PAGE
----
Although many positive outcomes were reported, the
results provided by these studies must be interpreted with
caution given design limitations. Case studies do not enable
the researcher to control for potential confounders such as
investigator bias, maturation, changing medications, and cooccurring treatments. This lack of control significantly limits
confidence in the findings.
Two studies (Larrington, 1987; McClure & Holtz-Yotz,
1991) used numerous interventions simultaneously, and
Larrington included numerous outcomes, making specific
conclusions difficult. Furthermore, results may not be generalisable to younger children with autism, since two of the
three case studies focused on adolescents and all three of the
participants were dually diagnosed. Moreover, one has to ask

Results
Case studies
Case studies are commonly used to introduce new interventions or techniques by exploring individual responses.
Indeed, the first three published studies that reported the
effects of somatosensory stimulation interventions for children with autism were case studies. Larrington (1987)
reported numerous positive responses to a variety of sensory
inputs including some somatosensory stimulation (e.g.,
weighted vests, vibration) for a 15-year-old boy with autism
and severe mental retardation, who had a long-standing
history of destructive behaviours. McClure and Holtz-Yotz
(1991) described decreases in self-stimulatory and self-injurious behaviours, and increases in social interaction and
attention span as a result of pressure and tactile input
provided through bilateral, foam arm splints for a 13-year old
boy with autism and severe mental retardation. Zissermann

TABLE 1
Summary of somatosensory stimulation intervention studies for children with autism
Citation

Age

Design

Intervention

Outcomes Measured

Reported findings

Escalona et al.
(2001)

x = 5.2 yrs

RCT with
alternative
treatment

20

Touch (massage)
therapy vs. reading
attention control
group

On-task behaviour,
stereotypical
behaviour, social
relatedness, sleep
diaries

Massage group demonstrated


more on-task behaviour, less
stereotypic behaviour,
increased social relatedness,
fewer sleep problems

Field et al.
(1997)

x = 4.5 yrs

RCT with
alternative
treatment

22

Touch (massage)
therapy vs. touch
control group (hold
in lap and play
game)

Off-task behaviour,
touch aversion,
withdrawal

Off-task behaviour and touch


aversion decreased in both
groups; orienting to irrelevant
sounds and stereotypic
behaviours decreased in both
groups, but significantly more
in touch therapy group

Fertel-Daly et al.
(2001)

2-4 yrs

ABA singlesubject
design

Weighted vest

Attention to task,
number of
distractions, selfstimulatory behaviours

Decreased in number of
distractions, increase in
attention to task, decrease in
self-stimulatory behaviours

Larrington (1987) 15 yrs

Case report

Multi-sensory input
including weighted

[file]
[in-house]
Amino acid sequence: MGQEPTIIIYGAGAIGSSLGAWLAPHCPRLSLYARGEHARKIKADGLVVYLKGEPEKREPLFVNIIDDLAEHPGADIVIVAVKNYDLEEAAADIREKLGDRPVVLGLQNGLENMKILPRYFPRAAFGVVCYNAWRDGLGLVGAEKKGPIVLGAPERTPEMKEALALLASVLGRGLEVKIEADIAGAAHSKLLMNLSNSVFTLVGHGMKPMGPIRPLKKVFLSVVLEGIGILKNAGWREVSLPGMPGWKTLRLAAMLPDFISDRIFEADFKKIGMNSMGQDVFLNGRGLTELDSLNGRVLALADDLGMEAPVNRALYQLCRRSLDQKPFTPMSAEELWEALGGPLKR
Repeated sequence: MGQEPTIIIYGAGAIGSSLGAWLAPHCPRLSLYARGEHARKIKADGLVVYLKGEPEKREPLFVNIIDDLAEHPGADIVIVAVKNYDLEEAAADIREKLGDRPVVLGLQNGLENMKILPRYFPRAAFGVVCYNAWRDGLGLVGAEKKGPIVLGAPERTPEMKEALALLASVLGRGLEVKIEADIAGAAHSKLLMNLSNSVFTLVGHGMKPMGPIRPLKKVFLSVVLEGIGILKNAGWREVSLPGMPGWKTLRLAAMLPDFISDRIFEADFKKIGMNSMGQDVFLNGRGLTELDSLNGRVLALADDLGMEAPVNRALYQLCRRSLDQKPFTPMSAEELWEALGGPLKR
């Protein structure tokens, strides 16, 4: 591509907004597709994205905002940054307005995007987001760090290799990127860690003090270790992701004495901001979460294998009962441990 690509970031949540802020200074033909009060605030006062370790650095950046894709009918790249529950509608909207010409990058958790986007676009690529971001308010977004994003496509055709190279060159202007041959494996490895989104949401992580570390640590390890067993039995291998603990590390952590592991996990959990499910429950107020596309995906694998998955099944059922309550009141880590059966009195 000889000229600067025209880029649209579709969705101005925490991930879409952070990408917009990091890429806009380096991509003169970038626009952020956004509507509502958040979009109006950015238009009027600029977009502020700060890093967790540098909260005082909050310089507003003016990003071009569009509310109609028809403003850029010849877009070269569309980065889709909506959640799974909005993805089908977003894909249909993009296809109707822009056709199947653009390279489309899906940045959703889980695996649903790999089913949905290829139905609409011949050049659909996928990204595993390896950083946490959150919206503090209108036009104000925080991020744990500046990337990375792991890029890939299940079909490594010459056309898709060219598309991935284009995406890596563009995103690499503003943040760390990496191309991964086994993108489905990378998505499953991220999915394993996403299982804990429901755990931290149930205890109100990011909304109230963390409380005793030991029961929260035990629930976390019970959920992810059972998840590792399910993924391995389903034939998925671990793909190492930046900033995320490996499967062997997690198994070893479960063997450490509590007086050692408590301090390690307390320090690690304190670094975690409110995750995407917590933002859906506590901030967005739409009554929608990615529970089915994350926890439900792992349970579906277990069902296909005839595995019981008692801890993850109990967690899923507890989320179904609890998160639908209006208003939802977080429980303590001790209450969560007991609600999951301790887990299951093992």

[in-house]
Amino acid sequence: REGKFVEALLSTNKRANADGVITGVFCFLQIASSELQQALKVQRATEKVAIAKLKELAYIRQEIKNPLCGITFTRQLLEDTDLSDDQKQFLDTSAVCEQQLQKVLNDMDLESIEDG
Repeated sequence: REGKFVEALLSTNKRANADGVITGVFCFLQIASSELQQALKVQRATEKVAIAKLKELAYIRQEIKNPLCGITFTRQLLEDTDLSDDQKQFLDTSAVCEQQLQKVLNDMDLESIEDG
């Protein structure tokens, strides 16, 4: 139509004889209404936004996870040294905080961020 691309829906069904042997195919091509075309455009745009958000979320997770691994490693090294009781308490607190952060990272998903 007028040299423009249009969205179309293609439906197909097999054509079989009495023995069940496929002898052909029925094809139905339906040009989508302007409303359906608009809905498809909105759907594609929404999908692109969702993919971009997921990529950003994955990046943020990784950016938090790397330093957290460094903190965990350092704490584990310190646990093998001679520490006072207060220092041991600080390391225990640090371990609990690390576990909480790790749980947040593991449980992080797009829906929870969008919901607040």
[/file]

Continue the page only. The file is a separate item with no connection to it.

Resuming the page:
vest, vibration and
oral stimulation

Variety of outcomes:
alertness, attention,
play skills, self-abuse,
destructive behaviour

Positive outcomes for many


outcomes including decreased
destructive behaviour and
self-injury, increased
social interaction and play
skills

McClure
& Holtz-Yotz
(1991)

Case report

Elbow splints;
followed by elastic
arms wrappings

Self-injurious
behaviour

Decrease self-injurious
behaviour and selfstimulations; increased social
interaction with elastic
bandages

Case report

Pressure gloves
and vest

Self-stimulatory
(hand-hitting)
behaviours

Decrease in self-stimulatory
behaviour with vest

13 yrs

Zisserman (1992) 8 yrs

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if the participants in these case studies would be considered
autistic by today's diagnostic standards, since much has
changed with respect to the diagnosis of autism since these
studies were published (e.g., Autism Diagnostic Observation
Scale, Lord et al., 2000; Autism Diagnostic Interview, Lord,
Rutter, & Le Couteur, 1994).
Although the strength of the research is significantly limited, these case studies do provide an interesting introduction
into the rationale for clinical interventions. For example,
McClure and Holtz-Yotz (1991) originally recommended
splints to physically inhibit self-injurious behaviours. They
discovered that when the splints were no longer available, the
participant would attempt to wrap his arms with towels or
bedding. Concurrently, self-stimulatory, self-injurious, and
aggressive behaviours toward others increased. Thus, the
authors hypothesised that the deep pressure and tactile input
provided by the splints and arm wrappings calmed the child
by acting as a substitute for the self-injurious and self-stimulatory behaviours. Zissermann (1992) reported on a child for
whom firm hugs and back rubs decreased behavioural problems (e.g., hitting a table) and increased calmness. She
hypothesised that wearing tight-fitting gloves or a vest would
have the same results, while allowing the child to participate
in functional activities. Larrington's rationale differed significantly, however, as she approached assessment and intervention from a traditional sensory integration philosophy.

Single-subject research
Fertel-Daly, Bedell, and Hinojosa (2001) explored the effects
of using a weighted vest to address classroom behaviours for
four preschool-aged children with pervasive developmental
disorder (not specified) and one child with autism.